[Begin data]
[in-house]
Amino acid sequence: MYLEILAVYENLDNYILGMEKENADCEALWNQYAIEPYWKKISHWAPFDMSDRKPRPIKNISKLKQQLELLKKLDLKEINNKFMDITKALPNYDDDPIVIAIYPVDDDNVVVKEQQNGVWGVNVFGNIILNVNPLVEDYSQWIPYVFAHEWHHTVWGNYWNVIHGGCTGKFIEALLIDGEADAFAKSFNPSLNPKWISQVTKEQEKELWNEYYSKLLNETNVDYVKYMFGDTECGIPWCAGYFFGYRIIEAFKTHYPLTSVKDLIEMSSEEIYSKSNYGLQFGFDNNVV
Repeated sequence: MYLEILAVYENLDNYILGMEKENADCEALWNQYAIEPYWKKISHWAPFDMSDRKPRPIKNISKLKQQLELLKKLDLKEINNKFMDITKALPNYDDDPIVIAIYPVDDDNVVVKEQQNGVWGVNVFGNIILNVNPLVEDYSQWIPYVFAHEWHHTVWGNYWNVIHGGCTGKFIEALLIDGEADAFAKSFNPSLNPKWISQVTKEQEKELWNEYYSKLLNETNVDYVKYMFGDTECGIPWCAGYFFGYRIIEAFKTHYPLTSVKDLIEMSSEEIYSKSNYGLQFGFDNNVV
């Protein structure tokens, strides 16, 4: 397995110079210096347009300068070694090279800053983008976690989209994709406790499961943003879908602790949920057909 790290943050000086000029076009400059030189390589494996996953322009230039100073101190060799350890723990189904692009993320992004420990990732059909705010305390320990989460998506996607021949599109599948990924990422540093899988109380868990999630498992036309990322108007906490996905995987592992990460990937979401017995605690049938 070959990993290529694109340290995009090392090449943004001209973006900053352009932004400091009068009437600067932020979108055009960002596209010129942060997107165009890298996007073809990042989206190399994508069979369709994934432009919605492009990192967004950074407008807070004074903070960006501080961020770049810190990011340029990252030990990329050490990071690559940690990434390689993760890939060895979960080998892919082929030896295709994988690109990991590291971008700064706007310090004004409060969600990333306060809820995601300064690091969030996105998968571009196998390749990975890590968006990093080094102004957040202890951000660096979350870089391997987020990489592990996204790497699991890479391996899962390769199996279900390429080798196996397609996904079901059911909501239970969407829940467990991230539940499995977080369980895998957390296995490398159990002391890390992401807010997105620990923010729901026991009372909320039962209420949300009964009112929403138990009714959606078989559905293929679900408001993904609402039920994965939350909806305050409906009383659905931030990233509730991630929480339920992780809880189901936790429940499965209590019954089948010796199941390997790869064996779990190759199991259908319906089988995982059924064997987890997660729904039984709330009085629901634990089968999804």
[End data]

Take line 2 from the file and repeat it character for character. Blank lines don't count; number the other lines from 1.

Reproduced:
Amino acid sequence: MYLEILAVYENLDNYILGMEKENADCEALWNQYAIEPYWKKISHWAPFDMSDRKPRPIKNISKLKQQLELLKKLDLKEINNKFMDITKALPNYDDDPIVIAIYPVDDDNVVVKEQQNGVWGVNVFGNIILNVNPLVEDYSQWIPYVFAHEWHHTVWGNYWNVIHGGCTGKFIEALLIDGEADAFAKSFNPSLNPKWISQVTKEQEKELWNEYYSKLLNETNVDYVKYMFGDTECGIPWCAGYFFGYRIIEAFKTHYPLTSVKDLIEMSSEEIYSKSNYGLQFGFDNNVV